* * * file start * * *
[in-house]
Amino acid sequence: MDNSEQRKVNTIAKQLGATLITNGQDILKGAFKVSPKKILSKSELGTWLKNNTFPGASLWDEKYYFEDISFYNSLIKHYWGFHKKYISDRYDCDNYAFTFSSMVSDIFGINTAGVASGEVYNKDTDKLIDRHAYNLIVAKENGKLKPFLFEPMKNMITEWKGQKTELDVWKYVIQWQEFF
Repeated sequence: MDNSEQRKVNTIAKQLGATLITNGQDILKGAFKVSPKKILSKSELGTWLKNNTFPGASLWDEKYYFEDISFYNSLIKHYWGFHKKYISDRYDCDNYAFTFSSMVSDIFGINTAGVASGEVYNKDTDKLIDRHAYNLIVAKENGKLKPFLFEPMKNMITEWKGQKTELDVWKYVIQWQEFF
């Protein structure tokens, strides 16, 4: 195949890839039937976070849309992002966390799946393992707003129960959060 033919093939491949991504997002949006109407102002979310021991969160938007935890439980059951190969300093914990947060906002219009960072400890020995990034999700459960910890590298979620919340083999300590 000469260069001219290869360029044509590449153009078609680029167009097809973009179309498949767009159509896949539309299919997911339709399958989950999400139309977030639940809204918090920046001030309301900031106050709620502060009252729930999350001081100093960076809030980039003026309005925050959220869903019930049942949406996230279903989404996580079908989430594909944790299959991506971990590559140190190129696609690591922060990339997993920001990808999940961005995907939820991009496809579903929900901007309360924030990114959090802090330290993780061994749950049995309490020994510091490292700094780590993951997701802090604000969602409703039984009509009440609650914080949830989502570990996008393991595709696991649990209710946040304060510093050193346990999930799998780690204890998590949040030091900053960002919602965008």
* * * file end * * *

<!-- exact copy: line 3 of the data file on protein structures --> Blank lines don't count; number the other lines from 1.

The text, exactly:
Repeated sequence: MDNSEQRKVNTIAKQLGATLITNGQDILKGAFKVSPKKILSKSELGTWLKNNTFPGASLWDEKYYFEDISFYNSLIKHYWGFHKKYISDRYDCDNYAFTFSSMVSDIFGINTAGVASGEVYNKDTDKLIDRHAYNLIVAKENGKLKPFLFEPMKNMITEWKGQKTELDVWKYVIQWQEFF